Fri, Nov 02, 2018 - Page 9 News List

Trump borrows old Nazi tactic: present the powerful as victims

By Timothy Snyder  /  The Guardian

The governing principle of US President Donald Trump’s administration is total irresponsibility, a claim of innocence from a position of power, something which happens to be an old fascist trick. As we see in the president’s reactions to US right-wing terrorism, he will always claim victimhood for himself and shift blame to the actual victims.

As we see in the motivations of the terrorists themselves, and in the long history of fascism, this maneuver can lead to murder.

The Nazis claimed a monopoly on victimhood. Adolf Hitler’s Mein Kampf (My Struggle) includes a lengthy pout about how Jews and other non-Germans made Hitler’s life as a young man in the Habsburg Monarchy difficult.

After stormtroopers attacked others in Germany in the early 1930s, they made a great fuss if one of their own was injured. The Horst Wessel Song, recalling a single Nazi who was killed, was on the lips of Germans who killed millions of people. World War II was for the Nazis’ self-defense against “global Jewry.”

The idea that the powerful must be coddled arose in a setting that recalls the US of today. The Habsburg Monarchy of Hitler’s youth was a multinational country with democratic institutions and a free press. Some Germans, members of the dominant nationality, felt threatened because others could vote and publish. Hitler was an extreme example of this kind of sentiment.

Today, some white Americans are similarly threatened by the presence of others in institutions they think of as their own. Among the targets of an accused pipe bomber were four women, five blacks and two Jews. Just as (some) Germans were the only serious national problem within the Habsburg Monarchy, so today are (some) white Americans the only serious threat to their own republic.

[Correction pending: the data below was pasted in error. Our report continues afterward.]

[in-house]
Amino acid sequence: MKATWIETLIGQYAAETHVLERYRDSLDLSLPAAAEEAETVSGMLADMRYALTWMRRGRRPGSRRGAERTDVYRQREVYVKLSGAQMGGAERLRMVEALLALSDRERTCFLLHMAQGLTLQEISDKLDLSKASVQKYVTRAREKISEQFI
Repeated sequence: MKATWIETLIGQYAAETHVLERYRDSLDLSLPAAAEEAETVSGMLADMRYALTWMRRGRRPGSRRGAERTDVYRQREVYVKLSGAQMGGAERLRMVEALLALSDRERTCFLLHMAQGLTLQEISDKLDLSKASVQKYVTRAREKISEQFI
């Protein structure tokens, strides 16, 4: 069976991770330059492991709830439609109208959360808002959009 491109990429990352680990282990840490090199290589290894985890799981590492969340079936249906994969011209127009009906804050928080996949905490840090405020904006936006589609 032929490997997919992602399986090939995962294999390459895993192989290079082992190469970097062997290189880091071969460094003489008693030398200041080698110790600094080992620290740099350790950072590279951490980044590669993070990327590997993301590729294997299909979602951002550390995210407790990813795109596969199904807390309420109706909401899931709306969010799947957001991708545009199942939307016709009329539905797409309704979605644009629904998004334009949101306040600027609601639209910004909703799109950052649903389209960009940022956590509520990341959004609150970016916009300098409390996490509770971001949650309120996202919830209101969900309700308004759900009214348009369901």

Hitler formulated his version of total irresponsibility after the disaster of World War I, which destroyed the Habsburg Monarchy and fragmented its German ally. He found an explanation for the disaster that spared the ego of the German nationalists who had supported it.

The world was a struggle among superior and inferior races, Hitler said.

If superior Germans were somehow defeated in a war, this only proved that an invisible power stood behind the visible facts: global Jewry.

According to Hitler, Jews inculcated ideas, such as that of individual rights, that drew people away from their natural bloodlust. The notion that Jews are responsible for civil rights or immigrant protection, one that seems to have motivated the mass shooting at the Tree of Life synagogue in Pittsburgh, Pennsylvania, is an example of this Hitlerian way of thinking.

As Jews are supposedly responsible for rights, they are blamed when people beyond the dominant group exercise rights. Because the spread of the norm of rights takes place in the mind, the only response, Hitler thought, was to remove Jews from the planet. The accused Pittsburgh murderer — who was quoted as saying “all Jews must die” — seems to have thought in just this way.

The attraction of the Nazi conspiracy-thinking is that we can feel like victims when we attack. Its vulnerability is that the world is full of facts. Hence Hitler’s hostility to journalism.

In the Germany of the early 1930s, the newspaper industry was suffering after a financial crisis. Hitler and other Nazis used the idea of the Luegenpresse (“lying press,” fake news”) to attack remaining journalists who were trying to report the facts.

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